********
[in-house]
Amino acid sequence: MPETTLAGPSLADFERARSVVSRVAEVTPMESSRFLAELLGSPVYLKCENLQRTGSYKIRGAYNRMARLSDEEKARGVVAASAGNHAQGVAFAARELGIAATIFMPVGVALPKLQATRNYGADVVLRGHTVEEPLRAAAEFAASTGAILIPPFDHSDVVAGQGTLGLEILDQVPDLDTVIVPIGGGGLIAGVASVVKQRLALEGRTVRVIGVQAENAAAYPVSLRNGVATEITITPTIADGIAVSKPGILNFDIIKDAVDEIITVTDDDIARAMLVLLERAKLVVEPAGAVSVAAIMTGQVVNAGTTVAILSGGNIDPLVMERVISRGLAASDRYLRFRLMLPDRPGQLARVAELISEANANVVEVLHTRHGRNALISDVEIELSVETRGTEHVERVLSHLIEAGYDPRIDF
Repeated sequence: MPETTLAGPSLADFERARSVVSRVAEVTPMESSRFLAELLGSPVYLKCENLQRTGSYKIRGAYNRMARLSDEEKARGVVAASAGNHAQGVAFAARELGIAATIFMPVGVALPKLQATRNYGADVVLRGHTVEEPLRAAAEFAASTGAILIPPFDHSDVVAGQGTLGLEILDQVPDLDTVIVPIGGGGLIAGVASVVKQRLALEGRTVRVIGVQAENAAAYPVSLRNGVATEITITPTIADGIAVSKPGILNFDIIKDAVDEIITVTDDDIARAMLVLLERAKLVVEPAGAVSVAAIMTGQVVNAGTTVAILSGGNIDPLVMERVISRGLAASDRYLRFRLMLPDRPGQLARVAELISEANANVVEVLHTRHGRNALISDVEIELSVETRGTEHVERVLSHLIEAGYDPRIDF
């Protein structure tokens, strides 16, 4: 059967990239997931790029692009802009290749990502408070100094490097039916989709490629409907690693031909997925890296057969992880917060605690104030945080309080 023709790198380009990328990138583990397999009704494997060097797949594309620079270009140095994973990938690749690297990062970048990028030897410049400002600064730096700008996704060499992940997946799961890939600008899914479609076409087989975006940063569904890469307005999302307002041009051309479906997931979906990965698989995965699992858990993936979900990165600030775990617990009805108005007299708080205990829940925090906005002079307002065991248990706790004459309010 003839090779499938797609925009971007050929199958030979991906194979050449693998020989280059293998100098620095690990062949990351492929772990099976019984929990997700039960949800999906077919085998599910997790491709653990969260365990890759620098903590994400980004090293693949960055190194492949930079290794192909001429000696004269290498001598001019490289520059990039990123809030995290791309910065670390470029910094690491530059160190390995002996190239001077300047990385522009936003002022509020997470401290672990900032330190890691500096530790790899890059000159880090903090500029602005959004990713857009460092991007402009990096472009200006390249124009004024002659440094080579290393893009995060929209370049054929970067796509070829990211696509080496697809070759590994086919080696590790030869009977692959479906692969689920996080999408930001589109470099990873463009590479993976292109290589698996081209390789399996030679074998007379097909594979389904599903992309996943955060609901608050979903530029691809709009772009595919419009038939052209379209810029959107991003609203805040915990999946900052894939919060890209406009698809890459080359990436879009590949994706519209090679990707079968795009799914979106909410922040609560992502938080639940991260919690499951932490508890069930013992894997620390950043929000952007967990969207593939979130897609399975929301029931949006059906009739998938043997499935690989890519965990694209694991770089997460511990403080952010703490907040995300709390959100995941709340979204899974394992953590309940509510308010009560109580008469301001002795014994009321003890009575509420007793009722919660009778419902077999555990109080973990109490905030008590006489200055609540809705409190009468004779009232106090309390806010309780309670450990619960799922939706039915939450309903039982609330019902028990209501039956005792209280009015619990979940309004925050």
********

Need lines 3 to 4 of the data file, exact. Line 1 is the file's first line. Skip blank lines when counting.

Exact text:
Repeated sequence: MPETTLAGPSLADFERARSVVSRVAEVTPMESSRFLAELLGSPVYLKCENLQRTGSYKIRGAYNRMARLSDEEKARGVVAASAGNHAQGVAFAARELGIAATIFMPVGVALPKLQATRNYGADVVLRGHTVEEPLRAAAEFAASTGAILIPPFDHSDVVAGQGTLGLEILDQVPDLDTVIVPIGGGGLIAGVASVVKQRLALEGRTVRVIGVQAENAAAYPVSLRNGVATEITITPTIADGIAVSKPGILNFDIIKDAVDEIITVTDDDIARAMLVLLERAKLVVEPAGAVSVAAIMTGQVVNAGTTVAILSGGNIDPLVMERVISRGLAASDRYLRFRLMLPDRPGQLARVAELISEANANVVEVLHTRHGRNALISDVEIELSVETRGTEHVERVLSHLIEAGYDPRIDF
């Protein structure tokens, strides 16, 4: 059967990239997931790029692009802009290749990502408070100094490097039916989709490629409907690693031909997925890296057969992880917060605690104030945080309080 023709790198380009990328990138583990397999009704494997060097797949594309620079270009140095994973990938690749690297990062970048990028030897410049400002600064730096700008996704060499992940997946799961890939600008899914479609076409087989975006940063569904890469307005999302307002041009051309479906997931979906990965698989995965699992858990993936979900990165600030775990617990009805108005007299708080205990829940925090906005002079307002065991248990706790004459309010 003839090779499938797609925009971007050929199958030979991906194979050449693998020989280059293998100098620095690990062949990351492929772990099976019984929990997700039960949800999906077919085998599910997790491709653990969260365990890759620098903590994400980004090293693949960055190194492949930079290794192909001429000696004269290498001598001019490289520059990039990123809030995290791309910065670390470029910094690491530059160190390995002996190239001077300047990385522009936003002022509020997470401290672990900032330190890691500096530790790899890059000159880090903090500029602005959004990713857009460092991007402009990096472009200006390249124009004024002659440094080579290393893009995060929209370049054929970067796509070829990211696509080496697809070759590994086919080696590790030869009977692959479906692969689920996080999408930001589109470099990873463009590479993976292109290589698996081209390789399996030679074998007379097909594979389904599903992309996943955060609901608050979903530029691809709009772009595919419009038939052209379209810029959107991003609203805040915990999946900052894939919060890209406009698809890459080359990436879009590949994706519209090679990707079968795009799914979106909410922040609560992502938080639940991260919690499951932490508890069930013992894997620390950043929000952007967990969207593939979130897609399975929301029931949006059906009739998938043997499935690989890519965990694209694991770089997460511990403080952010703490907040995300709390959100995941709340979204899974394992953590309940509510308010009560109580008469301001002795014994009321003890009575509420007793009722919660009778419902077999555990109080973990109490905030008590006489200055609540809705409190009468004779009232106090309390806010309780309670450990619960799922939706039915939450309903039982609330019902028990209501039956005792209280009015619990979940309004925050």